JACKSONVILLE, Fla. — In the wake of COVID-19, many people are struggling during these trying times. For some of those with addiction issues, it has been a big battle.
Overdose 911 calls are rising all over Duval County, but specifically in two hot spot ZIP codes.
In the month of March alone, Jacksonville Fire Rescue Department (JFRD) said it responded to 436 overdose calls. This is a 20% increase from February.
“It seems to of correlated,” Chief David Castleman, of JFRD’s Rescue Division, said. “When all of this started with COVID-19 is when those overdoses began to increase.“
Chief Castleman said the 103 Street corridor, off of the 295 beltway, is considered ground zero for overdoses. That area is the 32210 ZIP code. He added the 32218 ZIP code also has a lot of overdose-related calls.
“We have overdose responses throughout the entire city,” Chief Castleman explained. “But, those two ZIP Codes represent the highest combined... nearly 50% of our overdose responses.“
Action News Jax reporter Meghan Moriarty spoke with two mental health experts about these findings.
Nan Hucker is a Licensed Mental Health Counselor with Baptist Health. She is also in recovery, and said she understands both personally and professionally how the pandemic is taking a toll on those in recovery.
“I think it’s a lack of hope that makes people reach for the bottle or reach for the pills.” Hucker said. However, in times like now, she hopes people find a support group. “That’s my hope for people, is that if one is struggling with addiction and has not connected to a recovery community there’s no time like the present to do that.“
Hucker suggests online meetings. Northeast Florida Intergroup services is hosting meetings 24 hours a day, according to its website. Another resource is a one-on-one phone call with a crisis counselor. Baptist Behavioral Health has a direct number you can call (904-202-7900) and resources online.
“The meeting I attend on Tuesday night, with the same people I’ve been meeting with on Tuesday night for many many many years, it is different,” Hucker said. She admits that online meetings are not the same as in person. They present different challenges. “It’s not quite the same, especially as being able to hug people and touch them, and being present in that way.”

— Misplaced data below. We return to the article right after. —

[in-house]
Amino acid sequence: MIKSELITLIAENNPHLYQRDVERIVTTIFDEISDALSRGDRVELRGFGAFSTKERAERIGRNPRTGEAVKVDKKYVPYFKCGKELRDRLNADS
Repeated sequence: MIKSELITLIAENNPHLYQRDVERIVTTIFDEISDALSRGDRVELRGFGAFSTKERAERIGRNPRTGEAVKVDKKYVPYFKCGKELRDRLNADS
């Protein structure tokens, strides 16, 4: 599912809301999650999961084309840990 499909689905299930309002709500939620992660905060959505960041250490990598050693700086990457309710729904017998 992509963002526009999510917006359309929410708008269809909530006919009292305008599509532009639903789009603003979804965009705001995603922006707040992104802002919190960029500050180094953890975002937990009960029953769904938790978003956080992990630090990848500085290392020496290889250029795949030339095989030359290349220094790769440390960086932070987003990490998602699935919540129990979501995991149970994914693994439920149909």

Still, she advocates for communication either online or through the phone.
“With the physical distance, there’s been sort of a craving to be near people and find a different way to do that,” Hucker said. “While it’s not ideal, I think it’s very doable. And, I think it’s amazing that this crisis has come in a time when telehealth, for instance, was beginning to be set up by quite a few organizations.”
Moriarty also spoke with Stacey Henson. She is a Licensed Clinical Social Worker of 25 years. Henson works for The Recovery Village.
“I think peoples coping skills are really being tested,“ Henson said.
She offered some tips for people who may not want to go to a meeting.
“Going back to the basics,” Henson said. “I’ve heard a lot of people in recovery, and they pulled out some of their old AA books; reworking the steps if that’s helpful.”
Henson said she also still takes walks with her neighbor, but they practice 6 feet apart social distancing. She also had turned her dining room table into a “no screen zone.” It’s covered in puzzles, coloring books, crossword puzzles, and other activities.
Both Henson and Hucker agree the best way to cope is by communication.
“The basic things are reaching out to people, being supported by people,” Hucker said. “I think there’s nothing more important you can do, than communication.“
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